U.S. retail sales advanced in August by more than forecast as Americans hit auto showrooms and kept shopping online, signaling consumers will continue to buoy an economy beset by risks from trade and global weakness.
The value of overall sales rose 0.4 per cent from the prior month after an upwardly revised 0.8% increase in July, Commerce Department figures showed Friday. The median estimate in a Bloomberg survey called for a 0.2 per cent advance.
Sales in the closely watched “control group” subset -- which some analysts view as a more reliable gauge of underlying consumer demand -- increased 0.3 per cent, matching projections. The measure excludes food services, car dealers, building-materials stores and gasoline stations.
Spurred by a resilient labor market and income gains, the consumer remains the chief source of firepower for economic growth that’s slowed amid fragile global demand, uncertainty surrounding trade policy and lackluster factory output. The report suggests another solid quarter of household consumption, which grew in the April-June period at the fastest pace since 2014.
In their effort to preserve the longest-running U.S. expansion, Federal Reserve policy makers reduced their benchmark interest rate by a quarter point in July. They’re projected to lower it again next week as a bulwark against the possibility that sluggish global demand and weaker trade spill over into the domestic economy more broadly.
Trade tensions showed some easing this week, with China saying earlier Friday that it’s encouraging companies to buy U.S. farm products including soybeans and pork. The two sides are set to resume face-to-face discussions in coming weeks. Improved chances of an agreement have helped return U.S. stocks to near a record high, even after President Donald Trump imposed levies on a wide range of Chinese goods as of Sept. 1.
Separate data released Friday underscored the implications on prices from the slowing in world trade markets and a strong dollar. The Labor Department’s index of import prices fell two per cent in August from a year earlier, matching the biggest decline since 2016. Excluding petroleum, the cost of imports was down one per cent.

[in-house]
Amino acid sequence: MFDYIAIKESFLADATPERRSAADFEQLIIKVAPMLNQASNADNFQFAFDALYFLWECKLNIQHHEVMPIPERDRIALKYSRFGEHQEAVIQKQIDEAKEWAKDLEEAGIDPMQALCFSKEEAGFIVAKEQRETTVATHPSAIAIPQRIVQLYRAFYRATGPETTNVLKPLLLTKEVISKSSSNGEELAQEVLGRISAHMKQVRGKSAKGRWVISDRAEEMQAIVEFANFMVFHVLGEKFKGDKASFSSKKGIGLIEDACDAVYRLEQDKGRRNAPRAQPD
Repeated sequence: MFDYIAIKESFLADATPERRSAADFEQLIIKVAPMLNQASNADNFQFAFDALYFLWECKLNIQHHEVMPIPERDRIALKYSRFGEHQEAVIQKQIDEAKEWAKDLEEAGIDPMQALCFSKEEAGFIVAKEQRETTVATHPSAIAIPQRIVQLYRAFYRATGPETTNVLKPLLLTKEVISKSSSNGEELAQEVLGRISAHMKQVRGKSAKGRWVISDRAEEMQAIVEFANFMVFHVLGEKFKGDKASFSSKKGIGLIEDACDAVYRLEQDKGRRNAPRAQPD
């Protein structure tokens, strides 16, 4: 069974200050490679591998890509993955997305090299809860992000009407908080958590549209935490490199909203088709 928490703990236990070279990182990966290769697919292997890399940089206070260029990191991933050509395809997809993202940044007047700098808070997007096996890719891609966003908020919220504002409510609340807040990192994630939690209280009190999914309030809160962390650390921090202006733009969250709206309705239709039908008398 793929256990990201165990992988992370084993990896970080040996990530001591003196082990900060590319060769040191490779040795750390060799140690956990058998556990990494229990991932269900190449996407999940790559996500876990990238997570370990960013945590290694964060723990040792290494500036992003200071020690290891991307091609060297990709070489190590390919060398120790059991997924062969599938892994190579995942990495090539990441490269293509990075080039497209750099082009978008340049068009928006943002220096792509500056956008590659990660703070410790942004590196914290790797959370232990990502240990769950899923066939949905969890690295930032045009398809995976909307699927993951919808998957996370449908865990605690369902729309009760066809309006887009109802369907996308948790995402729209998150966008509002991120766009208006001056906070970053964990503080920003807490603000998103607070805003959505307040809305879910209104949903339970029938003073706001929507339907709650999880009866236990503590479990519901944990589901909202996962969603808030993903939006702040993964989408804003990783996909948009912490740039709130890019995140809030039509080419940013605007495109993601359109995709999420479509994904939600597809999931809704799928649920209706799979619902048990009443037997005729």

While the retail sales report was solid overall, some of the details were more mixed: Seven of 13 major categories showed monthly declines, including restaurants, which posted the biggest drop in almost a year.
Food and beverage sellers, general-merchandise stores and clothing vendors also fell. The gain in the control group was the smallest in six months.
On the positive side, spending at automobile and parts dealers climbed 1.8 per cent from the prior month, the most since March, after increasing 0.1 per cent in July. Industry data from Wards Automotive Group previously showed August unit sales rose 0.9 per cent after falling in July to a three-month low.
Non-store sales, which includes online shopping, jumped 1.6 per cent. The category posted a 1.7 per cent gain in July amid Amazon.com Inc.’s 48-hour Prime Day event, which the company said surpassed sales from the previous Black Friday and Cyber Monday combined. The promotion, now in its fifth year, likely drove comparison shoppers to rivals like Walmart Inc. and Target Corp.
Filling-station receipts decreased 0.9%, the report showed, after gasoline prices dropped 3.5 per cent in Thursday’s consumer-price data. The retail figures aren’t adjusted for price changes, so sales could reflect changes in gasoline costs, sales, or both.
Excluding automobiles and gasoline, retail sales rose 0.1 per cent, after a 0.9 per cent gain the previous month.
- Retail sales estimates in Bloomberg’s survey of economists for ranged from a 0.2 per cent decline to a 0.6 per cent gain from the prior month.
- Control-group sales have increased an annualized 8.1 per cent over the latest three months compared with a 9.4 per cent rate in the same period through July.
- The sales data don’t capture all of household purchases and tend to be volatile because they’re not adjusted for changes in prices. Personal-spending figures, which also span services, will offer a fuller picture of U.S. consumption in data due at the end of the month.